This was the first (and last) N-scale locomotive release from Euro-Rail Models (who wound up filing for bankruptcy in 2004). Subequently, Bachmann (who actually manufactured this model for E-R in their Chinese factory) went ahead and claimed all of the unsold units (along with the tooling) and put them up for sale (still in E-R packaging) via their website.
Circa 2008, Al Muniz (former owner of E-R Models) relocated to Texas and started a new company called Models11. I'm told he reclaimed his old stock of E-R sharks from Bachmann and once again started selling them. I don't know if he has any plans to ever re-run this model, though.
Anyway, these are very nice looking models. I especially like the separately applied handgrabs (a new innovation for N scale "cab" units).
The DCC-Ready chassis is all-metal and split-frame. The motor is an open-sided / skew-wound 5-poler (equipped with dual flywheels). All wheels are geared and provide pickup (no traction tires). Wipers on the trucks transfer current directly to the chassis (IE, no wires). All gearing is plastic. Directional lighting is provided by an old-school filament bulb on the lightboard. The couplers are truck-mounted Rapidos. The wheels are blackened and low-profile (no problems on Code-55 rails).
Performance is quite impressive - smooth and responsive, no pickup problems, and exceptional slow speed performance. Quite frankly, the top-to-bottom speed spectrum on these models is equal to perhaps the bottom half of most diesel models. And yeah, they do get to be a bit noisy at full throttle. But come on, clearly they weren't designed to run that fast (said speeds being a bit beyond prototypical reality). In any case, the "noisiness" factor definitely becomes less of an issue after a bit of lubrication and breaking-in.
On the debit side are the truck-mounted Rapido couplers. First of all, they're truck-mounted (yuck). Second of all, they are not easily converted to Micro-Trains couplers. But coupler quibbles aside, these are extremely nice looking and running locos.
These models are designed to take a drop-in decoder replacement for the light board. However, as of this writing (2008), the manufacturer of said decoder (Digitrax) has discontinued them.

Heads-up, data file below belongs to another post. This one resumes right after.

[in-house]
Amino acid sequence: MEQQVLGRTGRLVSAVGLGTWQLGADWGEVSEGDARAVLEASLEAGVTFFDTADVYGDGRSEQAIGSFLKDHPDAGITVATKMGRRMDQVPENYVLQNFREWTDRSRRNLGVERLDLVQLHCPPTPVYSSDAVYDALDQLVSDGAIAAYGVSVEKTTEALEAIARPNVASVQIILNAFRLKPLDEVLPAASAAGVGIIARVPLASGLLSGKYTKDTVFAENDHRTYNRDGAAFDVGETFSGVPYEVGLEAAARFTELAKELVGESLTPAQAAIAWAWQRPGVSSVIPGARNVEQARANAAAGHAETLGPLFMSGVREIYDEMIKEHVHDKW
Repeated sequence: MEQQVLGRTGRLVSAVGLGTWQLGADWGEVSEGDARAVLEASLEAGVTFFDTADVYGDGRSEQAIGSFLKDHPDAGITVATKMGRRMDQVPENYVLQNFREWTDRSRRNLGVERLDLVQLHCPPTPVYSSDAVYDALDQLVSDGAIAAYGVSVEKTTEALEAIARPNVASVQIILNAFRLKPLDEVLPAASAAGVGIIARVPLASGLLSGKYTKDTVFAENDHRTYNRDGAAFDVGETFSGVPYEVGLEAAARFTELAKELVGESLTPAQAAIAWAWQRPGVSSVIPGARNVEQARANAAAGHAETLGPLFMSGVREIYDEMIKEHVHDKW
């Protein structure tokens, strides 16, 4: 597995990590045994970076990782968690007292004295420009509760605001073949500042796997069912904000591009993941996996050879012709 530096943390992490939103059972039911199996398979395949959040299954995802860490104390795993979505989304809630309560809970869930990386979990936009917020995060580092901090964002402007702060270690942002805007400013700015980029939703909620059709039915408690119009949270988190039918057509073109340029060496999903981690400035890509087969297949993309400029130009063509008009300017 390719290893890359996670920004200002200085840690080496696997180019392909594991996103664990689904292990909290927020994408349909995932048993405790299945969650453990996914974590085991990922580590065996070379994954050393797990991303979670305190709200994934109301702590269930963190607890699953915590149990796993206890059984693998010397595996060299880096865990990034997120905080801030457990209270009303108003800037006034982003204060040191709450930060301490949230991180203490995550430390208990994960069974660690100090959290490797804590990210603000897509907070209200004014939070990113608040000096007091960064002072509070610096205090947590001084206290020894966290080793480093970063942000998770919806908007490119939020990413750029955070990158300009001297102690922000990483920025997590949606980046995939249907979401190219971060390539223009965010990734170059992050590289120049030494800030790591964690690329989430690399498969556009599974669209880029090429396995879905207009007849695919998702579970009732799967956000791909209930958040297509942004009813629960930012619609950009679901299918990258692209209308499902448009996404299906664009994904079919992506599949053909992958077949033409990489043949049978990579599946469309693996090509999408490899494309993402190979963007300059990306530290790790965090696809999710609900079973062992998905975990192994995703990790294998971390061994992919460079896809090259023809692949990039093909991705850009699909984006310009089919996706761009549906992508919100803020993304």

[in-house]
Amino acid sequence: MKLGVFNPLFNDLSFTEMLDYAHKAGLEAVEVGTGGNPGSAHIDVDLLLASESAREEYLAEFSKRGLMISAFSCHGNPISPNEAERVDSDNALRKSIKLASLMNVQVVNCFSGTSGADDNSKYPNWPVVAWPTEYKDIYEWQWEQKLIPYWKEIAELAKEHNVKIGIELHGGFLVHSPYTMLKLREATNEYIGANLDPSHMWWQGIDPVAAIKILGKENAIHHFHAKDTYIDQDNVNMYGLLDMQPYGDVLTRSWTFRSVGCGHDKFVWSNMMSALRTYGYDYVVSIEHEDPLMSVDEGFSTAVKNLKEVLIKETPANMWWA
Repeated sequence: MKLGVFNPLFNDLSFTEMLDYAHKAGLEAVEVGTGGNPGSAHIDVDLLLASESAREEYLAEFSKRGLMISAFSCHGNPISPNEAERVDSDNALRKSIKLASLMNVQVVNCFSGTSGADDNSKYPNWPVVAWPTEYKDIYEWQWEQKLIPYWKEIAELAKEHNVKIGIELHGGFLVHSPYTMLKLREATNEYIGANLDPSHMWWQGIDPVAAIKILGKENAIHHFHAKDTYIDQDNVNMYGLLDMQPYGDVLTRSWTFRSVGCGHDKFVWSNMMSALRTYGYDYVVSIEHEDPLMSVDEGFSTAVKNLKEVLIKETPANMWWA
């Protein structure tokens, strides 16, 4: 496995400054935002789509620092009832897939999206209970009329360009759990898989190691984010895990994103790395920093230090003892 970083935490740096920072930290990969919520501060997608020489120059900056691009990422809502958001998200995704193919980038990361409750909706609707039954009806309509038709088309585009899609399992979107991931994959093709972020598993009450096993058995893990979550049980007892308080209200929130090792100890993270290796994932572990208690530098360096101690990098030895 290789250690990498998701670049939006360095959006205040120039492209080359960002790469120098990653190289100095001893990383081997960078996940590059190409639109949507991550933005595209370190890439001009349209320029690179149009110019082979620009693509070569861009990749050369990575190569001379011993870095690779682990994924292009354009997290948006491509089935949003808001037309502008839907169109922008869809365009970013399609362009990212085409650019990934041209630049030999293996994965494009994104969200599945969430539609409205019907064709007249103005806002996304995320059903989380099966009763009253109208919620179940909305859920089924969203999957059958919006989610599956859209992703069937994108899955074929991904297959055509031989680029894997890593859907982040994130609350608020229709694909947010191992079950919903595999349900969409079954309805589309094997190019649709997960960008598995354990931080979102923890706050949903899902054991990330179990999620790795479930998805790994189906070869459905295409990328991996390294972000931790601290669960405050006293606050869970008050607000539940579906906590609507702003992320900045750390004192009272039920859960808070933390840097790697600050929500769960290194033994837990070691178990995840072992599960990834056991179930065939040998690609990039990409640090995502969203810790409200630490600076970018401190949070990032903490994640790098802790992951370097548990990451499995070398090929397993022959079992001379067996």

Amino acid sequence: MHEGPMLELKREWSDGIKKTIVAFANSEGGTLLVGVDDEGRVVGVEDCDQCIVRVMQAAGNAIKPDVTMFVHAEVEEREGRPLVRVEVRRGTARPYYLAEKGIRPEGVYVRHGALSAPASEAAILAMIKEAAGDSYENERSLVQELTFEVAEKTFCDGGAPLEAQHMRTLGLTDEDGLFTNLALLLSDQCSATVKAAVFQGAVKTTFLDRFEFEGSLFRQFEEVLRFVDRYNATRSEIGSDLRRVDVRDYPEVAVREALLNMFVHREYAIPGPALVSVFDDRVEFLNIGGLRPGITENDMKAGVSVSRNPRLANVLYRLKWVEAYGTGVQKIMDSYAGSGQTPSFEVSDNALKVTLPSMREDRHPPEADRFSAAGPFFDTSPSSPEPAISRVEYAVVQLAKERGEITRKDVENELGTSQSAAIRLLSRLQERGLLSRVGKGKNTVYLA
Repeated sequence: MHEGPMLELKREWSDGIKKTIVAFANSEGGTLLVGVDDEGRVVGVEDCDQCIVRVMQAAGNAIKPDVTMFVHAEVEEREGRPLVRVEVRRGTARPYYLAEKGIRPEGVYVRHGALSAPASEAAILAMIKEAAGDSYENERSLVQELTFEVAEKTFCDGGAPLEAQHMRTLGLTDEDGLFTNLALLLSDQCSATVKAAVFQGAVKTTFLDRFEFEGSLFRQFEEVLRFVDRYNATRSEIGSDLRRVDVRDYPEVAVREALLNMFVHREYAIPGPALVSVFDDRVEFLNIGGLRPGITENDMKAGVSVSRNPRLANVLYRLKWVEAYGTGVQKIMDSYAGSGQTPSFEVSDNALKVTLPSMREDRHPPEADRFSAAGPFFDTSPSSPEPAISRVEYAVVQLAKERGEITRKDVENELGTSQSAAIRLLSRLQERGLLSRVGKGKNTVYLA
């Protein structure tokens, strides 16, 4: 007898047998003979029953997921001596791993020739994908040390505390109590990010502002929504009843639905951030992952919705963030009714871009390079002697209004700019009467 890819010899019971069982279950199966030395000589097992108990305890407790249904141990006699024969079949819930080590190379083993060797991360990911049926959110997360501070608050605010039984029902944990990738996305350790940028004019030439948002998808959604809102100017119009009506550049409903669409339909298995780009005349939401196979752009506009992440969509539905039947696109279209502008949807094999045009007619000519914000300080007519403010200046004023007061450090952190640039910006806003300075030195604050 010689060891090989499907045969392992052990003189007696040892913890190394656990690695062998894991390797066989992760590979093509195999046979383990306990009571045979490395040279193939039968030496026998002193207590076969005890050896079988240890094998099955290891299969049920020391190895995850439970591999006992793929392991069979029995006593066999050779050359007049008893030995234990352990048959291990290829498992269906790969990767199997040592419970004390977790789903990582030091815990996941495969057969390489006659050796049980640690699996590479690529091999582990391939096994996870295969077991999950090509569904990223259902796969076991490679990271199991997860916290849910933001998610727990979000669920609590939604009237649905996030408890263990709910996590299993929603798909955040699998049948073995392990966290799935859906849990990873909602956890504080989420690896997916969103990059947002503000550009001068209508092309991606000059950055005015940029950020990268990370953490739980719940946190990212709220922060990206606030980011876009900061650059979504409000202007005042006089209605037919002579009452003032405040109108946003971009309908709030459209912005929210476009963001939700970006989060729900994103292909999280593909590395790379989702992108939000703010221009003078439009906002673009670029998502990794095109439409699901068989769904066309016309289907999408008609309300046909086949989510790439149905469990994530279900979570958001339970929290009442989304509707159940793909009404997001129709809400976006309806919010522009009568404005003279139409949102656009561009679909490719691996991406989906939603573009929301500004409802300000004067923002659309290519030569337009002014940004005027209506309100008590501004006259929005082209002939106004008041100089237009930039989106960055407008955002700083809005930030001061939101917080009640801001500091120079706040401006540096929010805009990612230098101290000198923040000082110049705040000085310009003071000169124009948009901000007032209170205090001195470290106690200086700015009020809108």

These generally come in A/B pairs (with both units powered). For a while Bachmann had A/B pairs listed on their website with the B units being dummies (and for the same price as a powered pair, oddly enough). However, I'm not sure if said dummy units were ever actually produced, as I've yet to come across any such sets in the flesh.
A note on the truck gears - some of the early production models came with white plastic (nylon, actually) gears, and as such are prone to shrinking (and eventually cracking) over time. Later production runs came with more reliable black plastic gears.
To remove the shell, simply spread the sides apart and left. On the "A" units, you have to also twist / finagle the forward coupler through the hole in the pilot.
Reviewed: 04/02 Model Railroader ("This set of well-detailed Baldwin "sharknose" RF-16 diesel cab units marks E-R Models' entry into the N scale locomotive market. They're also the first mass-produced N scale plastic models of this distinctive locomotive... This all-new model is made in China and is built around a vertically split white metal frame, making it somewhat light for a cab unit compared to the heavier zinc-alloy frames of other N scale locomotives. The five-pole, skew-wound, open-frame motor is isolated from the frame. Power from the rails is conducted to the frame halves through phosphor-bronze pickups which contact the backs of the blackened metal wheels. A directional LED headlight circuit board is mounted atop the frame with small screws that make electrical contact with each frame half. Phosphor bronze pickups conduct power from the PC board to the motor brushes. Turned-brass flywheels smooth out the motion and provide much-needed mass. The drive train is made of acetal plastic and metal parts. Plastic universal couplings transfer motion to brass worms that turn plastic gears in each truck. The wheels met NMRA standards...
"Converting this locomotive to DCC is a simple matter of removing the two screws holding the light board in place, replacing the board with a Digitrax DN141E2 decoder, and reinstalling the screws. This is likely the easiest conversion in N scale. Our samples' dimensions closely matched drawings... E-R Models has captured the distinctive sharknose lines that helped make the RF-16 a railfan favorite. The mold work on these RF-16s is excellent with good relief detail on the body, fuel tank, and truck sideframes. These features are accompanied by another first in mass-produced N scale locomotives - separately applied, fine-wire handrails on the A units. Although left unpainted, these are well shaped and mounted close to the body. Other separately applied details include the unpainted single-chime air horns and the windshield, which has nicely done cast-on wipers. Paint on our samples was evenly applied and opaque. However, the yellow striping and logos were transparent, allowing the D&H blue to show through. The blue on the models also appears to be a couple shades too dark... However, the overall effect is still good. The model includes truck-mounted Rapido-style couplers... Despite its light weight, one of our sample A units delivered a drawbar pull of 0.8 ounces, good for about 19 cars... Operation was smooth at all speed ranges, but both samples were a bit noisy at middle and high speeds. This noise level characteristically drops off after the model is run for a while. Aside from the couplers, this is a fine locomotive...D&H, Baldwin, B&O, PRR, NYC, Undec $139.95")